Last summer, we happened upon an AMAZING deal on fresh blueberries at the Minneapolis Farmers Market. As we looked at the cases upon cases of blueberries that were available at that ridiculous price, Porter and I had the exact same thought: We should buy a TON of these, and make wine!
We had made a batch of blueberry wine from frozen blueberries a few years ago, and that was amazing – fresh could only be better, right?
We made something like 10 gallons of this, but I’ve pared our recipe to be done “by the gallon”, so you can adjust for how many blueberries you have to work with.
No fresh blueberries? No problem, just substitute an equal weight of frozen blueberries! I would put them through a food processor, rather than squish them by hand – freezing and thawing berries breaks them down well.
As is, this batch ran pretty dry at the end, so we sweetened it up with a bit of sugar at the end. We like our wine pretty sweet, though.
If you haven’t attempted making wine before, don’t be intimidated! Check out our primer to home brewing, it starts here, with parts 2 and 3 here and here. Just a small handful of entries, and you’ll be good to go!
Fresh Blueberry Wine Recipe
Ingredients, per gallon of water
Rinse and pick through blueberries, removing any that are moldy, etc. Place in a large pot, along with the sugar. Using a potato masher or VERY clean hands, stir and mash blueberries.
Add water, stir well. Heat to ALMOST boiling, then simmer gently for 30 minutes. Stir in acid blend, enzyme, nutrient, and tannin.
Pour mixture into a freshly sanitized fermenting bucket. Cover with sanitized lid and air lock, allow to cool to room temperature (overnight).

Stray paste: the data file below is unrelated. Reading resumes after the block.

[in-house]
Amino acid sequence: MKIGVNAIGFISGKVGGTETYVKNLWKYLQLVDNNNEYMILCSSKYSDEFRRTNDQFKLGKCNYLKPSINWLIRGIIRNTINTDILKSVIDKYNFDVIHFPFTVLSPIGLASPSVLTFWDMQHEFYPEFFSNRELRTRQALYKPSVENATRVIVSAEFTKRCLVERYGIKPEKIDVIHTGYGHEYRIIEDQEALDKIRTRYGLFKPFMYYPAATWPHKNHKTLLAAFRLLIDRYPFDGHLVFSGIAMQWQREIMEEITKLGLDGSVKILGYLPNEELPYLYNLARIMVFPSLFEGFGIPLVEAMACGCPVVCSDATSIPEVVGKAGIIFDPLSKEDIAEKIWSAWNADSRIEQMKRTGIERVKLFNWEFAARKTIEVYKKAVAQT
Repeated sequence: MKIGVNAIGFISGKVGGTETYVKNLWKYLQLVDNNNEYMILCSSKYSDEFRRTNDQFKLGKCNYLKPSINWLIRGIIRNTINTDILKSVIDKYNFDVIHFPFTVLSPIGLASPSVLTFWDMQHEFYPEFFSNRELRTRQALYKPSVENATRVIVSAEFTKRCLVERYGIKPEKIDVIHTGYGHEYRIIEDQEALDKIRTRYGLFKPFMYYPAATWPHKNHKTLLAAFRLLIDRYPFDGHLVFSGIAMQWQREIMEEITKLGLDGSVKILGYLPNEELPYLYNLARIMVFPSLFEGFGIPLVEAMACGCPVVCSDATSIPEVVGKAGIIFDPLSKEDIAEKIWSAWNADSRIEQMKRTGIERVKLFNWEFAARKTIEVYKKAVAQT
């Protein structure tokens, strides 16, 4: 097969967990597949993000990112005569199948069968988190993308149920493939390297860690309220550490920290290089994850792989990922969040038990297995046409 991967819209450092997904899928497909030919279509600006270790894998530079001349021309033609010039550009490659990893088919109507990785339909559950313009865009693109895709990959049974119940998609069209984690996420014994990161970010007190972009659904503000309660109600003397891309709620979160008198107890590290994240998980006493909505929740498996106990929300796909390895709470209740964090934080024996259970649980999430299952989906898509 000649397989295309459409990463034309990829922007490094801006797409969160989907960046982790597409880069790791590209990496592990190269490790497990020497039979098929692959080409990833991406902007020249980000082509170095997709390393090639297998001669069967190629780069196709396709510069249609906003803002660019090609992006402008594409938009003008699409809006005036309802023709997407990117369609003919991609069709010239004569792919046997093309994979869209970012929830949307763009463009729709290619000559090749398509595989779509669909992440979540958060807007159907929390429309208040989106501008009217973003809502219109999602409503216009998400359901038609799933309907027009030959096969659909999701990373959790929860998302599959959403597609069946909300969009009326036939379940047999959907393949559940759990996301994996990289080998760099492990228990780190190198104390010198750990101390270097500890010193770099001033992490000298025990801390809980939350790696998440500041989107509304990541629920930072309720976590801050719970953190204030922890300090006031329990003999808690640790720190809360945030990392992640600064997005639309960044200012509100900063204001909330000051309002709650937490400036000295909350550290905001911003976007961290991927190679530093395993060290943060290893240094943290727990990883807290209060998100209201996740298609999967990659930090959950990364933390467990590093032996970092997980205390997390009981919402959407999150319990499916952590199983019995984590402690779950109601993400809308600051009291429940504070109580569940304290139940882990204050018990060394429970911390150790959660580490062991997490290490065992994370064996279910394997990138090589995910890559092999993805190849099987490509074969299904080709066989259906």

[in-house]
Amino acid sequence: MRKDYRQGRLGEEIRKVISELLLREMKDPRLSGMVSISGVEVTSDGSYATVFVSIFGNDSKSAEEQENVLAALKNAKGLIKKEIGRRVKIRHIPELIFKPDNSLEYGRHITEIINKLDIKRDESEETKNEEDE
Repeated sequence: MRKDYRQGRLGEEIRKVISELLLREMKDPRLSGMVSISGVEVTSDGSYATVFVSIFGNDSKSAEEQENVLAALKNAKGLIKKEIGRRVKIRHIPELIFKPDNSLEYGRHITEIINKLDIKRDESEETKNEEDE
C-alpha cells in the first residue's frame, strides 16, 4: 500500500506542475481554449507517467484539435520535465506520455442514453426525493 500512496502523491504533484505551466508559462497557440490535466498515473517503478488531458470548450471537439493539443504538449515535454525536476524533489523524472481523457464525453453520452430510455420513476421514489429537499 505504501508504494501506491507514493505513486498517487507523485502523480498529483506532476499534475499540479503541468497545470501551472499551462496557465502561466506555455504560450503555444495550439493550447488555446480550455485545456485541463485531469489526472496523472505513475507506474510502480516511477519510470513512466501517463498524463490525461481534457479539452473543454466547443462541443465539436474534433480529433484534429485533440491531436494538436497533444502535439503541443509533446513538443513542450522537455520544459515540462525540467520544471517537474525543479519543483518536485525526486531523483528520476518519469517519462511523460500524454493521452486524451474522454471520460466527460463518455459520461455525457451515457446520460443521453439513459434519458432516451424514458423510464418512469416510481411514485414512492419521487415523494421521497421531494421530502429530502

The next morning, give the mixture a quick stir with a long, sanitized spoon, and – using sanitized equipment – take a gravity reading of the liquid (strain out any blueberries). Keep track of the number! (This is an optional step, but will allow you to calculate your final ABV %)
Sprinkle yeast into fermenter, cover with sanitized cover and air lock. Within 48 hours, you should notice fermentation activity – bubbles in the airlock, carbonation and /or swirling in the wine must. This means you’re good to go!
After a week or so, use your sanitized siphon setup to rack the must into a freshly sanitized carboy. Put the carboy somewhere cool (not cold!), and leave it alone for a month or so.
Using sanitized equipment, rack the blueberry wine off the sediment, into a clean, freshly sanitized carboy. Cap with sanitized airlock, leave it alone for another 2-3 months.
Rack one more time, leave it for another 3 months or so.
When your wine has been racked a few times and shows NO more fermenting activity for a month or so (no bubbles in the airlock, no more sediment being produced, you can move on to bottling.
Follow the instructions on your selected type of wine stabilizer to stop fermentation. For potassium sorbate, this needs to be done 2-3 days before bottling.
Using sanitized equipment, take a gravity reading, then rack the wine into clean, sanitized bottles. Cork. (We like to use these for corking our homemade wine. Easy to use – no special equipment needed! – easy to uncork, and – should you have any wine left in your bottle after serving (pfft!), the “cork” is easily replaced for temporary storage!).
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